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Syntheses and characterization of vitamin B12-Pt(II) conjugates and their adenosylation in an enzymatic assay


Ruiz-Sánchez, P; Mundwiler, S; Spingler, B; Buan, N R; Escalante-Semerena, J C; Alberto, R (2008). Syntheses and characterization of vitamin B12-Pt(II) conjugates and their adenosylation in an enzymatic assay. Journal of Biological Inorganic Chemistry, 13(3):335-347.

Abstract

Aiming at the use of vitamin B12 as a drug delivery carrier for cytotoxic agents, we have reacted vitamin B12 with trans-[PtCl(NH3)2(H2O)]+, [PtCl3(NH3)](-) and [PtCl4](2-). These Pt(II) precursors coordinated directly to the Co(III)-bound cyanide, giving the conjugates [(Co)-CN-(trans-PtCl(NH3)2)]+ (5), [(Co)-CN-(trans-PtCl2(NH3))] (6), [(Co)-CN-(cis-PtCl2(NH3))] (7) and [(Co)-CN-(PtCl3)](-) (8) in good yields. Spectroscopic analyses for all compounds and X-ray structure elucidation for 5 and 7 confirmed their authenticity and the presence of the central "Co-CN-Pt" motif. Applicability of these heterodinuclear conjugates depends primarily on serum stability. Whereas 6 and 8 transmetallated rapidly to bovine serum albumin proteins, compounds 5 and 7 were reasonably stable. Around 20% of cyanocobalamin could be detected after 48 h, while the remaining 80% was still the respective vitamin B12 conjugates. Release of the platinum complexes from vitamin B12 is driven by intracellular reduction of Co(III) to Co(II) to Co(I) and subsequent adenosylation by the adenosyltransferase CobA. Despite bearing a rather large metal complex on the beta-axial position, the cobamides in 5 and 7 are recognized by the corrinoid adenosyltransferase enzyme that catalyzes the formation of the organometallic C-Co bond present in adenosylcobalamin after release of the Pt(II) complexes. Thus, vitamin B12 can potentially be used for delivering metal-containing compounds into cells.

Aiming at the use of vitamin B12 as a drug delivery carrier for cytotoxic agents, we have reacted vitamin B12 with trans-[PtCl(NH3)2(H2O)]+, [PtCl3(NH3)](-) and [PtCl4](2-). These Pt(II) precursors coordinated directly to the Co(III)-bound cyanide, giving the conjugates [(Co)-CN-(trans-PtCl(NH3)2)]+ (5), [(Co)-CN-(trans-PtCl2(NH3))] (6), [(Co)-CN-(cis-PtCl2(NH3))] (7) and [(Co)-CN-(PtCl3)](-) (8) in good yields. Spectroscopic analyses for all compounds and X-ray structure elucidation for 5 and 7 confirmed their authenticity and the presence of the central "Co-CN-Pt" motif. Applicability of these heterodinuclear conjugates depends primarily on serum stability. Whereas 6 and 8 transmetallated rapidly to bovine serum albumin proteins, compounds 5 and 7 were reasonably stable. Around 20% of cyanocobalamin could be detected after 48 h, while the remaining 80% was still the respective vitamin B12 conjugates. Release of the platinum complexes from vitamin B12 is driven by intracellular reduction of Co(III) to Co(II) to Co(I) and subsequent adenosylation by the adenosyltransferase CobA. Despite bearing a rather large metal complex on the beta-axial position, the cobamides in 5 and 7 are recognized by the corrinoid adenosyltransferase enzyme that catalyzes the formation of the organometallic C-Co bond present in adenosylcobalamin after release of the Pt(II) complexes. Thus, vitamin B12 can potentially be used for delivering metal-containing compounds into cells.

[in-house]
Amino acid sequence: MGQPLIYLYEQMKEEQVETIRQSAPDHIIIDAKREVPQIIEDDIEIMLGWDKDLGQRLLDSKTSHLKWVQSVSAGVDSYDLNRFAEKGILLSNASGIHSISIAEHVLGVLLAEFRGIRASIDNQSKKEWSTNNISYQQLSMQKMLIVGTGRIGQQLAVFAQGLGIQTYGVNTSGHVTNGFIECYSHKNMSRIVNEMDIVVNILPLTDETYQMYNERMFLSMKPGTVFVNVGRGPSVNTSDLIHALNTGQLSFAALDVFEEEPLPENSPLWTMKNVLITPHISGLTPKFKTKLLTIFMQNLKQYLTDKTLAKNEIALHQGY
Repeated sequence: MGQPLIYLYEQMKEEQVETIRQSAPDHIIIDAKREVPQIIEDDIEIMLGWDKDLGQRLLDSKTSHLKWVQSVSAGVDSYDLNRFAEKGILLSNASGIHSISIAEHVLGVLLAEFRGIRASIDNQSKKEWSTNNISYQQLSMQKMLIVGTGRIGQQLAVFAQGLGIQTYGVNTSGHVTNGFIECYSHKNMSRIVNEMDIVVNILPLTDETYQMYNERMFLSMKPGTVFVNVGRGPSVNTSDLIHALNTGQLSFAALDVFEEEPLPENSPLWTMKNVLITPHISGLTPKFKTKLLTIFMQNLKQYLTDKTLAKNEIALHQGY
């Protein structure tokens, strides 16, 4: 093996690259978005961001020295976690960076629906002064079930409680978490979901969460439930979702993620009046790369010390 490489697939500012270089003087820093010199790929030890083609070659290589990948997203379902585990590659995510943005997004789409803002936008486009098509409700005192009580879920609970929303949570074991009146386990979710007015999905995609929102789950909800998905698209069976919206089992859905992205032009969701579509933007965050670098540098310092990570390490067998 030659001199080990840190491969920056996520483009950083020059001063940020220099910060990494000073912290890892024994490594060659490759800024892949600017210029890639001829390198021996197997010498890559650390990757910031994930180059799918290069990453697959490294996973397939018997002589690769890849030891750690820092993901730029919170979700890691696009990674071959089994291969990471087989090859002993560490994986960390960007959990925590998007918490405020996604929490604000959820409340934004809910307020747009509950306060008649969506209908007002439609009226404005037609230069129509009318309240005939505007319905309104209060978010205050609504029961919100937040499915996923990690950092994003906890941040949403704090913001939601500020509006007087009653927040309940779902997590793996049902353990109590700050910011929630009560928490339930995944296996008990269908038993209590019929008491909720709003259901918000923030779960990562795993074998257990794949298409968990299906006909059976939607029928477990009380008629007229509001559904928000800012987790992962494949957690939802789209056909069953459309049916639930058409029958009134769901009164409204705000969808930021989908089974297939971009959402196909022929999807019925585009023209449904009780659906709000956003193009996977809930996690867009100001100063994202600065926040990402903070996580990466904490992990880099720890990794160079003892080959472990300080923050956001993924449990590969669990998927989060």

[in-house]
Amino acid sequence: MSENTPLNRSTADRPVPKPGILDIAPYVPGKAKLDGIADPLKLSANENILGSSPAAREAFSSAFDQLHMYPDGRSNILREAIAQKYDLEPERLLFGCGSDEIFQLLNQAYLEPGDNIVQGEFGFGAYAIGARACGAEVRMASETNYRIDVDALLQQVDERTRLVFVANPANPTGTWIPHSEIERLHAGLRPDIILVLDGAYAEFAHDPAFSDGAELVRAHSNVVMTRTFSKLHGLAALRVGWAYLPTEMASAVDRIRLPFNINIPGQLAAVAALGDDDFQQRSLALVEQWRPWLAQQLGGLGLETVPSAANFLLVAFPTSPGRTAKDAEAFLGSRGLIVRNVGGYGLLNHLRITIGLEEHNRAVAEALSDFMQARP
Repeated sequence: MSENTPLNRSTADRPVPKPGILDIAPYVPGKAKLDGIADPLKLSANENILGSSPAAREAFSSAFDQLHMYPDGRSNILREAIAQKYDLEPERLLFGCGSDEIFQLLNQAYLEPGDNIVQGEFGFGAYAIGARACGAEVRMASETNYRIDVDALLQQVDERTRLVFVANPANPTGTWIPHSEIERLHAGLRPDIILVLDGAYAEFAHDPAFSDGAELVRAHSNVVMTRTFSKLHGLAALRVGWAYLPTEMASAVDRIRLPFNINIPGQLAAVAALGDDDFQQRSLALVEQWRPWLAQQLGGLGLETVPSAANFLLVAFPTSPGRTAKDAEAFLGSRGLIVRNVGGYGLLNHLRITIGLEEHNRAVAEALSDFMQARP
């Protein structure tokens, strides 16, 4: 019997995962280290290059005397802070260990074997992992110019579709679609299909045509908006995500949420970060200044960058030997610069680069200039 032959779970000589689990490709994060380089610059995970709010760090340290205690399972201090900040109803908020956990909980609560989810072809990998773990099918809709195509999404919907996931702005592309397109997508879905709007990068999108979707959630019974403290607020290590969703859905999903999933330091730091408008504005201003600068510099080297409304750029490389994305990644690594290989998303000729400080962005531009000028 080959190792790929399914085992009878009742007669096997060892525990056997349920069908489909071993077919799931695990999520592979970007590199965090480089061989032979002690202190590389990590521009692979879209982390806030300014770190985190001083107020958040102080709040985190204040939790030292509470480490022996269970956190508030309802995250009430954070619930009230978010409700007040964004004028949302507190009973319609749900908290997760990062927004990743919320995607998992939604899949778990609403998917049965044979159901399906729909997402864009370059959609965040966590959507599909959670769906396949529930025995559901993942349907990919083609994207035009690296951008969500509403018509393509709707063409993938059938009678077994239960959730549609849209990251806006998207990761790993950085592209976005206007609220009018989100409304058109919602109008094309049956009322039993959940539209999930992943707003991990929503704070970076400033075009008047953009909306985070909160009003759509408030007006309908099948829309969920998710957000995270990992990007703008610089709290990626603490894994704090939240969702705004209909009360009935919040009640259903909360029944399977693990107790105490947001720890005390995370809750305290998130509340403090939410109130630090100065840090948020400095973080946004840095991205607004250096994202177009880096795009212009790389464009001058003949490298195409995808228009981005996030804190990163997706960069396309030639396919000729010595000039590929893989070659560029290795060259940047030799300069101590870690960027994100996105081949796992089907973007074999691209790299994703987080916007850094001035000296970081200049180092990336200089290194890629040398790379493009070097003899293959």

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Additional indexing

Item Type:Journal Article, refereed, original work
Communities & Collections:07 Faculty of Science > Department of Chemistry
Dewey Decimal Classification:540 Chemistry
Language:English
Date:March 2008
Deposited On:06 Mar 2009 10:21
Last Modified:05 Apr 2016 13:03
Publisher:Springer
ISSN:0949-8257
Publisher DOI:10.1007/s00775-007-0329-4
PubMed ID:18060564
Permanent URL: http://doi.org/10.5167/uzh-14352

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